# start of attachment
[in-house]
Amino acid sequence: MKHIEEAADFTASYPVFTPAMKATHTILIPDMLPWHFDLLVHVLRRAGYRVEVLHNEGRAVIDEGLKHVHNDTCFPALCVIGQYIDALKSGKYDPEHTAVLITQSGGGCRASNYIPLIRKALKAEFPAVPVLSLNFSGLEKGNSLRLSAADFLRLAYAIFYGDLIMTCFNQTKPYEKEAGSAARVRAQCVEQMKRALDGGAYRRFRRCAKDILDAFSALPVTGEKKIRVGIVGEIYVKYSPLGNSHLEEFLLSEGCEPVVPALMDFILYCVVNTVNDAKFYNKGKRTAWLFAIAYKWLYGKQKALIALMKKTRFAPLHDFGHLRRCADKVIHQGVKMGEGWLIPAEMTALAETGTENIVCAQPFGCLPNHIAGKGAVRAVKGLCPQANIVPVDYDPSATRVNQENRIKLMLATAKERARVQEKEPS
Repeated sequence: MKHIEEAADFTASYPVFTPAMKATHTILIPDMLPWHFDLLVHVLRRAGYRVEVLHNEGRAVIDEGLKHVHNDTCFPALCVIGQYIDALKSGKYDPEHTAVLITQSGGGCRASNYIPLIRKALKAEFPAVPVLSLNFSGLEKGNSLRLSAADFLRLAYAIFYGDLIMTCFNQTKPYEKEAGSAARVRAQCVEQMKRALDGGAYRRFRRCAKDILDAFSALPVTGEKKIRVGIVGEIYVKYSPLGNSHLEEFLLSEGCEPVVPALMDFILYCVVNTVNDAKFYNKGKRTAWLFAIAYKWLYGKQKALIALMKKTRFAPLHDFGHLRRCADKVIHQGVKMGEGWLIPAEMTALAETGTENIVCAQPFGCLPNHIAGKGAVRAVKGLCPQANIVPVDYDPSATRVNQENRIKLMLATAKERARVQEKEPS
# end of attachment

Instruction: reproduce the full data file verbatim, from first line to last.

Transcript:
[in-house]
Amino acid sequence: MKHIEEAADFTASYPVFTPAMKATHTILIPDMLPWHFDLLVHVLRRAGYRVEVLHNEGRAVIDEGLKHVHNDTCFPALCVIGQYIDALKSGKYDPEHTAVLITQSGGGCRASNYIPLIRKALKAEFPAVPVLSLNFSGLEKGNSLRLSAADFLRLAYAIFYGDLIMTCFNQTKPYEKEAGSAARVRAQCVEQMKRALDGGAYRRFRRCAKDILDAFSALPVTGEKKIRVGIVGEIYVKYSPLGNSHLEEFLLSEGCEPVVPALMDFILYCVVNTVNDAKFYNKGKRTAWLFAIAYKWLYGKQKALIALMKKTRFAPLHDFGHLRRCADKVIHQGVKMGEGWLIPAEMTALAETGTENIVCAQPFGCLPNHIAGKGAVRAVKGLCPQANIVPVDYDPSATRVNQENRIKLMLATAKERARVQEKEPS
Repeated sequence: MKHIEEAADFTASYPVFTPAMKATHTILIPDMLPWHFDLLVHVLRRAGYRVEVLHNEGRAVIDEGLKHVHNDTCFPALCVIGQYIDALKSGKYDPEHTAVLITQSGGGCRASNYIPLIRKALKAEFPAVPVLSLNFSGLEKGNSLRLSAADFLRLAYAIFYGDLIMTCFNQTKPYEKEAGSAARVRAQCVEQMKRALDGGAYRRFRRCAKDILDAFSALPVTGEKKIRVGIVGEIYVKYSPLGNSHLEEFLLSEGCEPVVPALMDFILYCVVNTVNDAKFYNKGKRTAWLFAIAYKWLYGKQKALIALMKKTRFAPLHDFGHLRRCADKVIHQGVKMGEGWLIPAEMTALAETGTENIVCAQPFGCLPNHIAGKGAVRAVKGLCPQANIVPVDYDPSATRVNQENRIKLMLATAKERARVQEKEPS